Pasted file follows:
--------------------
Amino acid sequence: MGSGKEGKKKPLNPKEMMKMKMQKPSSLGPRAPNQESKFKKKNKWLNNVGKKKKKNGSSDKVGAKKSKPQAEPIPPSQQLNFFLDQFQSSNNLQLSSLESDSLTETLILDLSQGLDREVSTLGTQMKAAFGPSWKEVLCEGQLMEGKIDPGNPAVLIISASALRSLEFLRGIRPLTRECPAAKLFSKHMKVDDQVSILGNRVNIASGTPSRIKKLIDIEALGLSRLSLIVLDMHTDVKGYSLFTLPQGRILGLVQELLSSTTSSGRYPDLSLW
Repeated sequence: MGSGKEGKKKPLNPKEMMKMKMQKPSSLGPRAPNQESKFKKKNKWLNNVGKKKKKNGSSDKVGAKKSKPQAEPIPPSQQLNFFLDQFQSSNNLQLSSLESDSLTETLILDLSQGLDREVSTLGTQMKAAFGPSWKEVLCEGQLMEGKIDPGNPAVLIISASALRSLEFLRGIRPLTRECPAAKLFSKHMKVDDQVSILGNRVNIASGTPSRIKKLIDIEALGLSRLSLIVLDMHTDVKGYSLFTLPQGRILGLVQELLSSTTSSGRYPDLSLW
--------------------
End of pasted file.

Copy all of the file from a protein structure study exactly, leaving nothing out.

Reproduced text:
Amino acid sequence: MGSGKEGKKKPLNPKEMMKMKMQKPSSLGPRAPNQESKFKKKNKWLNNVGKKKKKNGSSDKVGAKKSKPQAEPIPPSQQLNFFLDQFQSSNNLQLSSLESDSLTETLILDLSQGLDREVSTLGTQMKAAFGPSWKEVLCEGQLMEGKIDPGNPAVLIISASALRSLEFLRGIRPLTRECPAAKLFSKHMKVDDQVSILGNRVNIASGTPSRIKKLIDIEALGLSRLSLIVLDMHTDVKGYSLFTLPQGRILGLVQELLSSTTSSGRYPDLSLW
Repeated sequence: MGSGKEGKKKPLNPKEMMKMKMQKPSSLGPRAPNQESKFKKKNKWLNNVGKKKKKNGSSDKVGAKKSKPQAEPIPPSQQLNFFLDQFQSSNNLQLSSLESDSLTETLILDLSQGLDREVSTLGTQMKAAFGPSWKEVLCEGQLMEGKIDPGNPAVLIISASALRSLEFLRGIRPLTRECPAAKLFSKHMKVDDQVSILGNRVNIASGTPSRIKKLIDIEALGLSRLSLIVLDMHTDVKGYSLFTLPQGRILGLVQELLSSTTSSGRYPDLSLW